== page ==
For the local business, a first PPC advertising campaign is not the time to target new areas. If we do our business in NY, consider a start with NY (if not the town or county in NY) modified searches. For local businesses who only deal in a certain geographical areas, like home inspectors for example who have to factor travel into their costs, it is easier to target geographically. Even so, you may want to start with one town or county and build up from there. There are tools available that will limit who sees the ads, based upon their location. Unless they search based upon our targeted area (NY), for instance a person in SC who searches ‘Orange County NY Real Estate Agent’, they won’t see the ads and waste click money. Again: test, measure and patience are required!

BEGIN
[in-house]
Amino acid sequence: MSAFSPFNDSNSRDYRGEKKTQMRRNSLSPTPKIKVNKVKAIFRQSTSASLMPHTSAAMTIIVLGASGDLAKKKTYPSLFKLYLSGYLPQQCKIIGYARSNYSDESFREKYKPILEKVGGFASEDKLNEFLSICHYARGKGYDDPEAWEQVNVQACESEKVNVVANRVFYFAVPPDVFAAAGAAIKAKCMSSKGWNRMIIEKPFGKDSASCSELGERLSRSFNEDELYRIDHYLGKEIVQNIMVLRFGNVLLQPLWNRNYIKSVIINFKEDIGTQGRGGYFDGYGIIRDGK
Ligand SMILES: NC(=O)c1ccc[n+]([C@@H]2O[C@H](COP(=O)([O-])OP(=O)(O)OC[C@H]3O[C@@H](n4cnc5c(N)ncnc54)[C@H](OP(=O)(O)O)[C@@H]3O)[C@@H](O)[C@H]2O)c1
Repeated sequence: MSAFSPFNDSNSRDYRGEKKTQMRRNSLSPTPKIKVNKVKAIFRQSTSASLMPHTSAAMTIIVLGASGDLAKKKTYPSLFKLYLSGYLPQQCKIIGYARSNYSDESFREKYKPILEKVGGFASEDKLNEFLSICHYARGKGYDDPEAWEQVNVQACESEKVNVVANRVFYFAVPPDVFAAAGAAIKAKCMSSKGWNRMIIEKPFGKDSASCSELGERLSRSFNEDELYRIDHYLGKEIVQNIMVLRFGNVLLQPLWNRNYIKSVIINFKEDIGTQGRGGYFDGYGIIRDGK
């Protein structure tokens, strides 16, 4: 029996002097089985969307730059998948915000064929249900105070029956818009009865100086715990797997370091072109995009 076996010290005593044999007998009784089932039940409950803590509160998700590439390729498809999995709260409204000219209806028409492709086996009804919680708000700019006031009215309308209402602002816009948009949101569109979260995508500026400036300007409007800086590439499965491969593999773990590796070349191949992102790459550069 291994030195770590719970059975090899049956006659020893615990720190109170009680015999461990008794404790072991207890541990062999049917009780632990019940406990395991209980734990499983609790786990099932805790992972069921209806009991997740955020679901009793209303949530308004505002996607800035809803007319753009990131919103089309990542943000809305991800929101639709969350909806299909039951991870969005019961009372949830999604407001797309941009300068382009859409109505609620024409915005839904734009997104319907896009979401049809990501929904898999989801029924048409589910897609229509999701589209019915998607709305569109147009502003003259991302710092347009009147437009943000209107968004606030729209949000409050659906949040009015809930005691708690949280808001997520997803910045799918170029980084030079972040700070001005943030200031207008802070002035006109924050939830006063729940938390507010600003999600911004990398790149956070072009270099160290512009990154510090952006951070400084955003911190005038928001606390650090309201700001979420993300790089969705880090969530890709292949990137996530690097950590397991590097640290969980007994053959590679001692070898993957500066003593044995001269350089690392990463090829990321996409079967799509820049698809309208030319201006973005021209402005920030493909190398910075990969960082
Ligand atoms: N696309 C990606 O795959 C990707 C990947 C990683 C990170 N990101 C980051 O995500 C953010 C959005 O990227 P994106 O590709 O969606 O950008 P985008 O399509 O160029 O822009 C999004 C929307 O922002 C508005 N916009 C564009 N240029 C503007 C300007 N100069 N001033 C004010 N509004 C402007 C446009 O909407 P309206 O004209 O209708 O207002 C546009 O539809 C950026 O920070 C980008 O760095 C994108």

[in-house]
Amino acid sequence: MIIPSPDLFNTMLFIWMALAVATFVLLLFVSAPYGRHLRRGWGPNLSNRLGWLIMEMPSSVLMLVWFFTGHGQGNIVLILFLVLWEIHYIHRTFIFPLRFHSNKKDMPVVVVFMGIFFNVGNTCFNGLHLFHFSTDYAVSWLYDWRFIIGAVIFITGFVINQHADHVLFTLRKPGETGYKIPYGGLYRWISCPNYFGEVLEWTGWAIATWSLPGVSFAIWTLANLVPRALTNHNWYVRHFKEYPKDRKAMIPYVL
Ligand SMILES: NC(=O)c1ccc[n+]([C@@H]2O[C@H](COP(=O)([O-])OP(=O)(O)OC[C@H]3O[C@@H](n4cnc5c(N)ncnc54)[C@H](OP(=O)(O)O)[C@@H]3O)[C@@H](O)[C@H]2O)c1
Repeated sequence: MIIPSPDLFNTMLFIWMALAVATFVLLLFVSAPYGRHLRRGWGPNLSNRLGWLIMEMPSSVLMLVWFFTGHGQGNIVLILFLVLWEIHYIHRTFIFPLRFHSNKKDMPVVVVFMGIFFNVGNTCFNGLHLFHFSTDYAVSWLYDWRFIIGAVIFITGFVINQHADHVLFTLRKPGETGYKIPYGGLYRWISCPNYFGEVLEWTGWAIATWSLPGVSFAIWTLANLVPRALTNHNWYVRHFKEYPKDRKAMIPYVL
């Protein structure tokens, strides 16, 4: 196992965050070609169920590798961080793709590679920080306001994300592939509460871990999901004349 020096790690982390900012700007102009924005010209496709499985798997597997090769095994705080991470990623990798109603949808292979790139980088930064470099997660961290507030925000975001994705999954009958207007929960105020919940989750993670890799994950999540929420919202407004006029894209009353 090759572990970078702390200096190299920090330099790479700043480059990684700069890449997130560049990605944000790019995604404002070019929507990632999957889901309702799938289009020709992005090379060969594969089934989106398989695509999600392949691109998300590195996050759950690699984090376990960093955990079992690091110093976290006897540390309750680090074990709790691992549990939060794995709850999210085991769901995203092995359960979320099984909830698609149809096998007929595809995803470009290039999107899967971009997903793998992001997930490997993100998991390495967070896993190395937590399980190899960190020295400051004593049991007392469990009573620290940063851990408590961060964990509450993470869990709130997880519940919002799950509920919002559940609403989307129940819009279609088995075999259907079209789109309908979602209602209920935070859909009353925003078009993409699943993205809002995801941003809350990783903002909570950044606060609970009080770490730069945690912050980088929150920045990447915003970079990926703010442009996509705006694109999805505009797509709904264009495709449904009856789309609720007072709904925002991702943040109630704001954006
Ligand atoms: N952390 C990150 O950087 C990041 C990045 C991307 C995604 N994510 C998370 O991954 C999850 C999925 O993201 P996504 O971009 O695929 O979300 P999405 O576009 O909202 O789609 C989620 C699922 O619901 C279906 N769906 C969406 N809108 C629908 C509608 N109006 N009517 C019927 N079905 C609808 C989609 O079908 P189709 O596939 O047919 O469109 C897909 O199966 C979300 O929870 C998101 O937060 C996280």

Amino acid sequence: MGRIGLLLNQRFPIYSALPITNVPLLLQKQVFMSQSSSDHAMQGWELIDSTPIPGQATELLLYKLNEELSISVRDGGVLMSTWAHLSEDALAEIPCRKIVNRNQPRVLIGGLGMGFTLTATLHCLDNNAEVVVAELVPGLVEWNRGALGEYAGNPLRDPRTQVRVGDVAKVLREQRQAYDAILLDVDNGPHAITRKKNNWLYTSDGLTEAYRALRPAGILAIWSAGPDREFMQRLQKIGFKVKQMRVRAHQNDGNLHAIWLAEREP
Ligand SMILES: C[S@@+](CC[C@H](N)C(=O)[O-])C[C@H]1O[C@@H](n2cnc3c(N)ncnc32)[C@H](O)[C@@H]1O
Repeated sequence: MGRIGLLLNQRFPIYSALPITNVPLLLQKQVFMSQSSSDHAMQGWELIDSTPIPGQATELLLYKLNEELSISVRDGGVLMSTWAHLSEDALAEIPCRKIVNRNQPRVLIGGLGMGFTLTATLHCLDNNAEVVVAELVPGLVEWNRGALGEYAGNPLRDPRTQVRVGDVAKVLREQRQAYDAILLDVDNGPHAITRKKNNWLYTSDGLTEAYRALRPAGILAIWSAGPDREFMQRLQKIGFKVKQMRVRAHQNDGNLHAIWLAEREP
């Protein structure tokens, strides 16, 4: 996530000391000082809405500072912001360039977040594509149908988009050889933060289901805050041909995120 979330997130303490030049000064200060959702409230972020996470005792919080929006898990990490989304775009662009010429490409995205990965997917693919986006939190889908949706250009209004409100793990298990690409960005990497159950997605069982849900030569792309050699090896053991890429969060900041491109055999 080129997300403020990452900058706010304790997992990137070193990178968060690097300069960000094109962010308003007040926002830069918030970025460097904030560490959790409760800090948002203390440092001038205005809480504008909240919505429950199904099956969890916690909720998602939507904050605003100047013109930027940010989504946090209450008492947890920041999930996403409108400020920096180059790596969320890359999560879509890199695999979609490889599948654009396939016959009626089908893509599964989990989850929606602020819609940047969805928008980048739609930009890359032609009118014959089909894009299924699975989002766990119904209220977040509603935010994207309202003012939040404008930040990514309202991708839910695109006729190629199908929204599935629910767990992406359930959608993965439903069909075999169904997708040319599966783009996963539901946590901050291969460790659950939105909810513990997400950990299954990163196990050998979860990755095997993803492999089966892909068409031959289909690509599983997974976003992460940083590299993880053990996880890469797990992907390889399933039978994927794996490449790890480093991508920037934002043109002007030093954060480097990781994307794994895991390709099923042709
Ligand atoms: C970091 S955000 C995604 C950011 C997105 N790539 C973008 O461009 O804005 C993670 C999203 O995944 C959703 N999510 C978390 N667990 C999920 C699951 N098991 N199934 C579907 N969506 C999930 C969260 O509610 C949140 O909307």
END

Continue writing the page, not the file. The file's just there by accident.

It’s also important to prioritize GOALS! What do we want to get out of this campaign? Is it more leads? Sales? Traffic? Email subscribers? Let’s look at these, and a few more factors that will play a part in each unique businesses budget strategy.
How Do We Do It: How Many Clicks Should We Budget For?
While hypothetical, we need to start somewhere and here’s a method that will help. Understanding not every business owner will have all the numbers, everything can be estimated.
- Keywords: Let’s say that (using our research tool) we choose 100 keywords that combined have a projected search volume of 400 per day, locally. Let’s say the estimated average cost per click for these keywords is $4.